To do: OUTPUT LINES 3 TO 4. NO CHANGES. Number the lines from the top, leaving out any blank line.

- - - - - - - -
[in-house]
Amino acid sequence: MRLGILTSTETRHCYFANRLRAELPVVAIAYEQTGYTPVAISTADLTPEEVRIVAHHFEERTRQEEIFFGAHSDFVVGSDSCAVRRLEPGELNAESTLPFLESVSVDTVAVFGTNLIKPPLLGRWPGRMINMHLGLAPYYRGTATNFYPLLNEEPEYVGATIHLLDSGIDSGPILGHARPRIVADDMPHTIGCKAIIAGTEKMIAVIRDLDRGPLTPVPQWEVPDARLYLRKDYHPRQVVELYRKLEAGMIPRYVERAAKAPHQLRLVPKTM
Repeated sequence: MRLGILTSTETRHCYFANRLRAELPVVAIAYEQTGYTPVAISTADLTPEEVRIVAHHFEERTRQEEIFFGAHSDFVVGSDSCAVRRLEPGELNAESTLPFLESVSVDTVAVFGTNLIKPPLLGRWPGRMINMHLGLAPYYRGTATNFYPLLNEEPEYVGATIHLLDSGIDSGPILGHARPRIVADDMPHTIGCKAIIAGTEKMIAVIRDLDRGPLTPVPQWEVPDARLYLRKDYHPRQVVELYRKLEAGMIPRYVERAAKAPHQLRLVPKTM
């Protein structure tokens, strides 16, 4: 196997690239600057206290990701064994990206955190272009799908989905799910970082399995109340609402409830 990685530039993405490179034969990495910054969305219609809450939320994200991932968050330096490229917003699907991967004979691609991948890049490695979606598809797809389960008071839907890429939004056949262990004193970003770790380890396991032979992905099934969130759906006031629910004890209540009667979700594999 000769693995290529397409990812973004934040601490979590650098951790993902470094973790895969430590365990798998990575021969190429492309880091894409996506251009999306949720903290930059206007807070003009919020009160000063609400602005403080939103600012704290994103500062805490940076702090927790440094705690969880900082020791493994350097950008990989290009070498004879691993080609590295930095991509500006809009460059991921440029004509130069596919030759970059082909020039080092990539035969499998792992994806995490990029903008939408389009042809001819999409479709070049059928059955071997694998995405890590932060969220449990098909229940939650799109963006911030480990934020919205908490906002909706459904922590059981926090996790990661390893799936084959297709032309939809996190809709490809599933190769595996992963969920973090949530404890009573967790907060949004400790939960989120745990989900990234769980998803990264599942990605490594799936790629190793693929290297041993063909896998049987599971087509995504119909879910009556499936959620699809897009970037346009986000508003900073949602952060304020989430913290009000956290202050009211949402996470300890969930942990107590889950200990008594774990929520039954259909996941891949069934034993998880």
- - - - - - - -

Repeated sequence: MRLGILTSTETRHCYFANRLRAELPVVAIAYEQTGYTPVAISTADLTPEEVRIVAHHFEERTRQEEIFFGAHSDFVVGSDSCAVRRLEPGELNAESTLPFLESVSVDTVAVFGTNLIKPPLLGRWPGRMINMHLGLAPYYRGTATNFYPLLNEEPEYVGATIHLLDSGIDSGPILGHARPRIVADDMPHTIGCKAIIAGTEKMIAVIRDLDRGPLTPVPQWEVPDARLYLRKDYHPRQVVELYRKLEAGMIPRYVERAAKAPHQLRLVPKTM
């Protein structure tokens, strides 16, 4: 196997690239600057206290990701064994990206955190272009799908989905799910970082399995109340609402409830 990685530039993405490179034969990495910054969305219609809450939320994200991932968050330096490229917003699907991967004979691609991948890049490695979606598809797809389960008071839907890429939004056949262990004193970003770790380890396991032979992905099934969130759906006031629910004890209540009667979700594999 000769693995290529397409990812973004934040601490979590650098951790993902470094973790895969430590365990798998990575021969190429492309880091894409996506251009999306949720903290930059206007807070003009919020009160000063609400602005403080939103600012704290994103500062805490940076702090927790440094705690969880900082020791493994350097950008990989290009070498004879691993080609590295930095991509500006809009460059991921440029004509130069596919030759970059082909020039080092990539035969499998792992994806995490990029903008939408389009042809001819999409479709070049059928059955071997694998995405890590932060969220449990098909229940939650799109963006911030480990934020919205908490906002909706459904922590059981926090996790990661390893799936084959297709032309939809996190809709490809599933190769595996992963969920973090949530404890009573967790907060949004400790939960989120745990989900990234769980998803990264599942990605490594799936790629190793693929290297041993063909896998049987599971087509995504119909879910009556499936959620699809897009970037346009986000508003900073949602952060304020989430913290009000956290202050009211949402996470300890969930942990107590889950200990008594774990929520039954259909996941891949069934034993998880």